The money doesn't make sense, he said. He noted that The Beatles were paid some $400 million for their catalog, and that although he has as many albums, he wasn't offered nearly as much. A journalist asked if he thought it was because of the differences in race; Prince shot him a look and asked what he thought in a knowing voice.
His music industry concerns are nothing new. Last year he returned to his former label Warner Bros. after 18 years and regained ownership of his catalog. Prince had a high-profile split with the company in 1996, changed his name to a symbol, and lashed out against the major label system, referring to himself as a slave. Platinum records and poster-size pictures lined the hallways; the photo of him writing the word "slave" on his cheek is one of the first photos you see once you enter. He's still fond of the metaphor.
Prince hinted that as huge an album as Purple Rain was, he didn't get a fair share of the pie — the label gets money, but not the people who created the music. (According to Billboard, the 2014 deal to return to Warner Bros. was a landmark one, even though financial terms were not disclosed.)
I asked if he'd be open to doing a proper sit-down interview to detail all of his concerns, and he said that he'd rather speak with his actions. The action we should pay attention to next: He's releasing his new album HitNRun Sept. 7 on Jay Z's much-maligned streaming service Tidal, saying that he has given Jay Z the master and it will live on the streaming site for a few years exclusively.
He said that Jay Z sank $100 million into his new service, and that even if they only have 1 million subscribers, that is major. He thought the comparisons to networks like Spotify is unfair — he argued that just because Tidal has a smaller audience now, the deal for musicians is far better than other services, which is why he trusts it. Prince currently has a song on Spotify now and he says he's testing it out to see how well it does.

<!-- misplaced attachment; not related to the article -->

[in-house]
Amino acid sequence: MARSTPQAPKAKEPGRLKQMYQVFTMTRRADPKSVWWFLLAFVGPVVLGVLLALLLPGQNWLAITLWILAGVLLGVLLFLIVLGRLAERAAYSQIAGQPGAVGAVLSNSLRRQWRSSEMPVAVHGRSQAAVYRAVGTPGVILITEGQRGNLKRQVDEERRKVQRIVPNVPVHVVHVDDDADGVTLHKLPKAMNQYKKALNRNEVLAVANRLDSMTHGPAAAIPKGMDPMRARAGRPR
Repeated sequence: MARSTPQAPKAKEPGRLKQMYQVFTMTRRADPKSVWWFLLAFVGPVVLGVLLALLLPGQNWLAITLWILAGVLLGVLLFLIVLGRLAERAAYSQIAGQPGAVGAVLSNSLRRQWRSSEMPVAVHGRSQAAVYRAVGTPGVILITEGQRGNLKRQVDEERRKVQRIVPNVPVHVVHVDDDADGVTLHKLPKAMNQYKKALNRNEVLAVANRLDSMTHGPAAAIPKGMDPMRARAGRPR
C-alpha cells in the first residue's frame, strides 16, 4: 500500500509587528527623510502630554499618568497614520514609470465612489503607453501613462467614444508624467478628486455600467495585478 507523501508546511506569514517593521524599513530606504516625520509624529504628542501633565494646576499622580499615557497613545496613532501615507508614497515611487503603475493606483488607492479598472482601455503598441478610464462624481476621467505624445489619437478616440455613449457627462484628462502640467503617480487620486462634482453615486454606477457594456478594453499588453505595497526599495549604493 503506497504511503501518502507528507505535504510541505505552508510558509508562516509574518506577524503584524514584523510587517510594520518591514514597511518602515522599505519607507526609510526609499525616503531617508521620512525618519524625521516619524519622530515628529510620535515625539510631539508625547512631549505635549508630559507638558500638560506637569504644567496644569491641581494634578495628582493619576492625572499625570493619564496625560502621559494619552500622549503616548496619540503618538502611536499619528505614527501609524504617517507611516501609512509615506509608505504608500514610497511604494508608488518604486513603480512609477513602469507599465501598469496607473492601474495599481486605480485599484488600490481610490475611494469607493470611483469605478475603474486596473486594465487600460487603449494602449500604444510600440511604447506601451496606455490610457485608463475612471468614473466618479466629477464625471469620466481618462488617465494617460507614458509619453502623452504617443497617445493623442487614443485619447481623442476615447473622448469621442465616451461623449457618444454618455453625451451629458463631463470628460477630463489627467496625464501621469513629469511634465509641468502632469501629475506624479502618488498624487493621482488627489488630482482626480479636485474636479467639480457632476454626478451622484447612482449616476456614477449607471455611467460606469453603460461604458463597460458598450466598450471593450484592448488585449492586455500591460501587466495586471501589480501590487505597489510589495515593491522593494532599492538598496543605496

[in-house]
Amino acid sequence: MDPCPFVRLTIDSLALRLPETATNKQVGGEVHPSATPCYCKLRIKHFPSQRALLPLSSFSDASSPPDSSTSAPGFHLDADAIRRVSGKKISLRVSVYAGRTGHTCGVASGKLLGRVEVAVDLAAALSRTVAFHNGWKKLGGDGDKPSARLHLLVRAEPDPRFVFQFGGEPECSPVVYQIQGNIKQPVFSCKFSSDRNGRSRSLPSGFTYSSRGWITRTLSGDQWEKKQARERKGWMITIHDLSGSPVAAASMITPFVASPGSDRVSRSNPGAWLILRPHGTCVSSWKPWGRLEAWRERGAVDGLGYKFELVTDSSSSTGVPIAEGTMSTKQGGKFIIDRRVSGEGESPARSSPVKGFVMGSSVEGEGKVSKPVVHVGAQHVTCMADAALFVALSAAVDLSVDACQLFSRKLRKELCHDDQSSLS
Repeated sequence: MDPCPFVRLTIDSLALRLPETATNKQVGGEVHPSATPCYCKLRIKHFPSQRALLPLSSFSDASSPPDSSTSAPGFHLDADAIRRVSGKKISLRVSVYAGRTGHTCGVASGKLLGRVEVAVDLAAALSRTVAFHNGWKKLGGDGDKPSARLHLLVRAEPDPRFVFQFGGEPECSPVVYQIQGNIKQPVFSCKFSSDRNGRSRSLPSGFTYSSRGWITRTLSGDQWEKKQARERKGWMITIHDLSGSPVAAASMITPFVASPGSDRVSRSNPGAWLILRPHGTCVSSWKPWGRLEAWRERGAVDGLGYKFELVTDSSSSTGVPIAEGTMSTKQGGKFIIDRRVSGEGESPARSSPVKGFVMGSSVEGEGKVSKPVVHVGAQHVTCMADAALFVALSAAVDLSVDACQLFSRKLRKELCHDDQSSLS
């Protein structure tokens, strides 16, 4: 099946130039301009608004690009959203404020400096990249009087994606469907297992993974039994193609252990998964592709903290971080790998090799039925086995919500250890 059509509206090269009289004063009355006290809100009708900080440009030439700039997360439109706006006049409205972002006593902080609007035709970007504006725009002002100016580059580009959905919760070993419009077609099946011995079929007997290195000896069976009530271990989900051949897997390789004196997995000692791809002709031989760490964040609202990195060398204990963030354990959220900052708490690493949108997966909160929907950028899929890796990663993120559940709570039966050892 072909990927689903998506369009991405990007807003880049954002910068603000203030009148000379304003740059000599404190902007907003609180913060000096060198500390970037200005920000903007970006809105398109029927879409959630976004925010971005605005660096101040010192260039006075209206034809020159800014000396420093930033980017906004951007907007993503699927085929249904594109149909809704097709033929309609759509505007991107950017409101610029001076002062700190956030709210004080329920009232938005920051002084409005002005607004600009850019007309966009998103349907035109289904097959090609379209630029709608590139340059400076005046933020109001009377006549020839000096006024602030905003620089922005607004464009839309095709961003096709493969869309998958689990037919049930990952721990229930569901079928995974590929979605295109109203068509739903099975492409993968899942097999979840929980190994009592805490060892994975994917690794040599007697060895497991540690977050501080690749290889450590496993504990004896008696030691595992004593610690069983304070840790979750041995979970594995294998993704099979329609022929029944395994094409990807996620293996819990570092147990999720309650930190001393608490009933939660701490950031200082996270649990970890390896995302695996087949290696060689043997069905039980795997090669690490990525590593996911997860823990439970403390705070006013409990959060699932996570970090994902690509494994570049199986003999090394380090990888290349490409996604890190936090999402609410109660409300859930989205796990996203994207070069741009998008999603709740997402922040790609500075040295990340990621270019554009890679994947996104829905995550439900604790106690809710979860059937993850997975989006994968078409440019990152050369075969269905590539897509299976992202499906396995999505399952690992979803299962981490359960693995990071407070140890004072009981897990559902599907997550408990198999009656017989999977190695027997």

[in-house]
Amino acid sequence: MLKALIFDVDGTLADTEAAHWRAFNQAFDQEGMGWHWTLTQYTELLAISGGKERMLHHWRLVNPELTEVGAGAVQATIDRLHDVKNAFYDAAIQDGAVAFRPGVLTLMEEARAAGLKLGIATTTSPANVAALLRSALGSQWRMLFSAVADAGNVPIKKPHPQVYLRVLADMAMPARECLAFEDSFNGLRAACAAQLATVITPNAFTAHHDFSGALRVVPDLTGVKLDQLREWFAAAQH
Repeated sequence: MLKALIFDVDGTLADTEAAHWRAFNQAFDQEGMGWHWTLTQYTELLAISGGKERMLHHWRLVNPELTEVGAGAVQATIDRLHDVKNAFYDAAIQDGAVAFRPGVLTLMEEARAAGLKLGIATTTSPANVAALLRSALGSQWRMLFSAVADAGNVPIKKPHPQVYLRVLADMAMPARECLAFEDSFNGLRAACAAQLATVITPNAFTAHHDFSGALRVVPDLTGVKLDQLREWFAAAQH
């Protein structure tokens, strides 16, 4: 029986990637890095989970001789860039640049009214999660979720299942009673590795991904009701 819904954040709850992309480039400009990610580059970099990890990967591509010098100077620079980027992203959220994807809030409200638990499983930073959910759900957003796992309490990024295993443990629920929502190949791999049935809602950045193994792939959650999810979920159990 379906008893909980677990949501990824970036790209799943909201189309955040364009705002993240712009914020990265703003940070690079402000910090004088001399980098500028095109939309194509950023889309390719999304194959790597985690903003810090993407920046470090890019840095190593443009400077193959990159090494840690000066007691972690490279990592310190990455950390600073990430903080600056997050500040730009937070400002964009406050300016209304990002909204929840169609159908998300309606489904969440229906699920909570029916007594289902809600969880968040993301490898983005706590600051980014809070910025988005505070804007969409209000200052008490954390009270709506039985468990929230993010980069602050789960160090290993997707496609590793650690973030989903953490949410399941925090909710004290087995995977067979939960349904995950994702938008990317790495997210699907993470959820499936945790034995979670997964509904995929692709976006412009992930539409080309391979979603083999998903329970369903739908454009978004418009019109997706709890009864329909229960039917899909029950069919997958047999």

"Once we have our own resources, we can provide what we need for ourselves," he said of Tidal. "We have to show support for artists who are trying to own things for themselves."
Prince mentioned that he'd met with Jay Z several times about the issue of streaming systems not giving a fair payout to musicians, and said that they believe the artists are getting the short end of the deal when it comes to the new ways to listen to music. He also hinted that the two may be documenting their meetings but wouldn't elaborate.
About an hour into talking, he said we should wrap our chat up and actually enjoy our Saturday night; I replied, "I'm actually fine with how I'm spending my Saturday night right now." (He laughed.) We all talked some more about bad deals and noncompete stipulations — for broadcast journalists and musicians alike. Prince also talked about the change in commercial radio, specifically pointing out Clear Channel and criticizing their dominance.
When we finally wrapped, we were led out — I said a silent goodbye to the doves near the conference room — and matriculated back into the rest of the group. My friends wanted to know every detail but they would get their own peek at him shortly soon enough.
At around 12:45 a.m., Prince briefly addressed the rest of the guests, who took a break from dancing. (Those who thought their $20 was going towards a private Prince show they could someday brag about to their kids went home disappointed.) He used the moment to also ask the NABJ conference attendees to support Jay Z's efforts: "He could really use your help and appreciation because he is trying to do something big."
Then, after a minute or two, he was gone. But his guests remained for hours, dancing the night away.